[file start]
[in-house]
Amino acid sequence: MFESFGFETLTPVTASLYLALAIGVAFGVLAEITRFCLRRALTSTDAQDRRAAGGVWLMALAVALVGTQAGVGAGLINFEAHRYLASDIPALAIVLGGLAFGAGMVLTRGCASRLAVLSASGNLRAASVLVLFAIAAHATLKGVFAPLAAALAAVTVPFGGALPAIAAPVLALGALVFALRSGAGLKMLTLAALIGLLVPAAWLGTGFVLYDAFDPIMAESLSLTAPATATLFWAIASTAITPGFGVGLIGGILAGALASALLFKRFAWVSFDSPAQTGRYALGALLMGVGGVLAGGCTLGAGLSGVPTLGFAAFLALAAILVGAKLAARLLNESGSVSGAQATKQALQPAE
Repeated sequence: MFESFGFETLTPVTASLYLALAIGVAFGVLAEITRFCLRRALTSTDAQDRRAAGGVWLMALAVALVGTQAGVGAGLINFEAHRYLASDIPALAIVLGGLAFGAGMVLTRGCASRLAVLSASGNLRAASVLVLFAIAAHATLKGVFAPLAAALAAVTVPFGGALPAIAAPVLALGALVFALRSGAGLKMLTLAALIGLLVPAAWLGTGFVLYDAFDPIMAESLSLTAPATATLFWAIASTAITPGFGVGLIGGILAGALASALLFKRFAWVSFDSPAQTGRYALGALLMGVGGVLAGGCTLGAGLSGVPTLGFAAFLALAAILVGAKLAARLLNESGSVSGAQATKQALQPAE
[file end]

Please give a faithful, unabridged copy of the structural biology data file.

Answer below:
[in-house]
Amino acid sequence: MFESFGFETLTPVTASLYLALAIGVAFGVLAEITRFCLRRALTSTDAQDRRAAGGVWLMALAVALVGTQAGVGAGLINFEAHRYLASDIPALAIVLGGLAFGAGMVLTRGCASRLAVLSASGNLRAASVLVLFAIAAHATLKGVFAPLAAALAAVTVPFGGALPAIAAPVLALGALVFALRSGAGLKMLTLAALIGLLVPAAWLGTGFVLYDAFDPIMAESLSLTAPATATLFWAIASTAITPGFGVGLIGGILAGALASALLFKRFAWVSFDSPAQTGRYALGALLMGVGGVLAGGCTLGAGLSGVPTLGFAAFLALAAILVGAKLAARLLNESGSVSGAQATKQALQPAE
Repeated sequence: MFESFGFETLTPVTASLYLALAIGVAFGVLAEITRFCLRRALTSTDAQDRRAAGGVWLMALAVALVGTQAGVGAGLINFEAHRYLASDIPALAIVLGGLAFGAGMVLTRGCASRLAVLSASGNLRAASVLVLFAIAAHATLKGVFAPLAAALAAVTVPFGGALPAIAAPVLALGALVFALRSGAGLKMLTLAALIGLLVPAAWLGTGFVLYDAFDPIMAESLSLTAPATATLFWAIASTAITPGFGVGLIGGILAGALASALLFKRFAWVSFDSPAQTGRYALGALLMGVGGVLAGGCTLGAGLSGVPTLGFAAFLALAAILVGAKLAARLLNESGSVSGAQATKQALQPAE